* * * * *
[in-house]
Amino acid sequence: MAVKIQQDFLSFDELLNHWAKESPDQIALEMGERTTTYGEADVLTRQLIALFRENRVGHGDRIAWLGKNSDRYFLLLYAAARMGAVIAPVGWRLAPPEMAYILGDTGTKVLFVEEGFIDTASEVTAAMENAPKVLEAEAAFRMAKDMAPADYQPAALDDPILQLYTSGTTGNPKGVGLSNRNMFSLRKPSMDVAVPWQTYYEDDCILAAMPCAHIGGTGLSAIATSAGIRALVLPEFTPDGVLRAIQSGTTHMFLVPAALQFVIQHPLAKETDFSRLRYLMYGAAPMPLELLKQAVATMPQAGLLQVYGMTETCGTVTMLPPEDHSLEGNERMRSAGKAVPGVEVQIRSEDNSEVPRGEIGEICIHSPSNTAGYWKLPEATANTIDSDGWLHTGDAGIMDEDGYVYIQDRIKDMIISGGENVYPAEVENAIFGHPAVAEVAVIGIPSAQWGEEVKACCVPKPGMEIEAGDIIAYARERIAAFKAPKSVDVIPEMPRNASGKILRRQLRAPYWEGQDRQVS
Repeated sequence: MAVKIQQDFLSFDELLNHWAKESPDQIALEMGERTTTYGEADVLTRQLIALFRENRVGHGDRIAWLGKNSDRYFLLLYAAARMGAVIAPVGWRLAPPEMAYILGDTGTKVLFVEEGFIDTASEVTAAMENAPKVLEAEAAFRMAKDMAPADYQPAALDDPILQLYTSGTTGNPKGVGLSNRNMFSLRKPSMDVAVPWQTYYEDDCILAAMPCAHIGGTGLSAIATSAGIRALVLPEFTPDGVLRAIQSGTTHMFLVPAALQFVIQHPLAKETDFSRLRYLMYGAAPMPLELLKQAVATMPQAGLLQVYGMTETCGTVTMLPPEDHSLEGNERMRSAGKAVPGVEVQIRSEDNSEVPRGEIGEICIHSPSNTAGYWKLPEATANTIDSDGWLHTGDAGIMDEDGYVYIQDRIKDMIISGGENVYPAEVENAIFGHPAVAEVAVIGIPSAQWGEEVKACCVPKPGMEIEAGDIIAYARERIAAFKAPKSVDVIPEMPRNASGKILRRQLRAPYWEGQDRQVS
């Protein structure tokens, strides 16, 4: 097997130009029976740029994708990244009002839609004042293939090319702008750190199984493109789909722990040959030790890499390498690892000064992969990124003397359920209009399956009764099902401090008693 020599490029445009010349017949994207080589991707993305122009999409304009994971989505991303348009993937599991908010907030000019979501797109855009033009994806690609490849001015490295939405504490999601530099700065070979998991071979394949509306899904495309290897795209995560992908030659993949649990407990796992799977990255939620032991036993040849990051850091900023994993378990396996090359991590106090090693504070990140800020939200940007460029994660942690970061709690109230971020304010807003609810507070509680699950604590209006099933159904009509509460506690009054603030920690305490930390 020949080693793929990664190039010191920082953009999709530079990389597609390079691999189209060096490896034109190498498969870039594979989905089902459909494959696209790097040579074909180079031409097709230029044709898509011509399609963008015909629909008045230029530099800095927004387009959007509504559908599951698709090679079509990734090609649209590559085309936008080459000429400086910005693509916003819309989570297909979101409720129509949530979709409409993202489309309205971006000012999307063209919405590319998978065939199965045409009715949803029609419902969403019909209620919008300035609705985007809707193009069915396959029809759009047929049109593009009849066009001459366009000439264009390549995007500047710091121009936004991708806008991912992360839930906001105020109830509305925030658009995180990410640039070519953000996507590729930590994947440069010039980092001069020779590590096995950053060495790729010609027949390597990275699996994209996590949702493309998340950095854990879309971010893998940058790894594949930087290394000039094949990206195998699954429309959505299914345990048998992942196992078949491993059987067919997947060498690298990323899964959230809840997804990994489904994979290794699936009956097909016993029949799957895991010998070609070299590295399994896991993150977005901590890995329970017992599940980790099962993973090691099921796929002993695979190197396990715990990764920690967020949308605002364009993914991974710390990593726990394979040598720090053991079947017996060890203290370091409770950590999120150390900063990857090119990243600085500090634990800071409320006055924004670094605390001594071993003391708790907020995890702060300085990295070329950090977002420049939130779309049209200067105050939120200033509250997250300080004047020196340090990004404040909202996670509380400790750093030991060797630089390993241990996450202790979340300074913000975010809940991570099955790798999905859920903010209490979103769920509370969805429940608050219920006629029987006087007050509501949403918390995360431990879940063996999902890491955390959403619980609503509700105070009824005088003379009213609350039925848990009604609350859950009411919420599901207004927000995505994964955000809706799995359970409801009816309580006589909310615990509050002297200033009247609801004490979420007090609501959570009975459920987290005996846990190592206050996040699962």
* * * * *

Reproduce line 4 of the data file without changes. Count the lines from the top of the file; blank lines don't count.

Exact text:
């Protein structure tokens, strides 16, 4: 097997130009029976740029994708990244009002839609004042293939090319702008750190199984493109789909722990040959030790890499390498690892000064992969990124003397359920209009399956009764099902401090008693 020599490029445009010349017949994207080589991707993305122009999409304009994971989505991303348009993937599991908010907030000019979501797109855009033009994806690609490849001015490295939405504490999601530099700065070979998991071979394949509306899904495309290897795209995560992908030659993949649990407990796992799977990255939620032991036993040849990051850091900023994993378990396996090359991590106090090693504070990140800020939200940007460029994660942690970061709690109230971020304010807003609810507070509680699950604590209006099933159904009509509460506690009054603030920690305490930390 020949080693793929990664190039010191920082953009999709530079990389597609390079691999189209060096490896034109190498498969870039594979989905089902459909494959696209790097040579074909180079031409097709230029044709898509011509399609963008015909629909008045230029530099800095927004387009959007509504559908599951698709090679079509990734090609649209590559085309936008080459000429400086910005693509916003819309989570297909979101409720129509949530979709409409993202489309309205971006000012999307063209919405590319998978065939199965045409009715949803029609419902969403019909209620919008300035609705985007809707193009069915396959029809759009047929049109593009009849066009001459366009000439264009390549995007500047710091121009936004991708806008991912992360839930906001105020109830509305925030658009995180990410640039070519953000996507590729930590994947440069010039980092001069020779590590096995950053060495790729010609027949390597990275699996994209996590949702493309998340950095854990879309971010893998940058790894594949930087290394000039094949990206195998699954429309959505299914345990048998992942196992078949491993059987067919997947060498690298990323899964959230809840997804990994489904994979290794699936009956097909016993029949799957895991010998070609070299590295399994896991993150977005901590890995329970017992599940980790099962993973090691099921796929002993695979190197396990715990990764920690967020949308605002364009993914991974710390990593726990394979040598720090053991079947017996060890203290370091409770950590999120150390900063990857090119990243600085500090634990800071409320006055924004670094605390001594071993003391708790907020995890702060300085990295070329950090977002420049939130779309049209200067105050939120200033509250997250300080004047020196340090990004404040909202996670509380400790750093030991060797630089390993241990996450202790979340300074913000975010809940991570099955790798999905859920903010209490979103769920509370969805429940608050219920006629029987006087007050509501949403918390995360431990879940063996999902890491955390959403619980609503509700105070009824005088003379009213609350039925848990009604609350859950009411919420599901207004927000995505994964955000809706799995359970409801009816309580006589909310615990509050002297200033009247609801004490979420007090609501959570009975459920987290005996846990190592206050996040699962």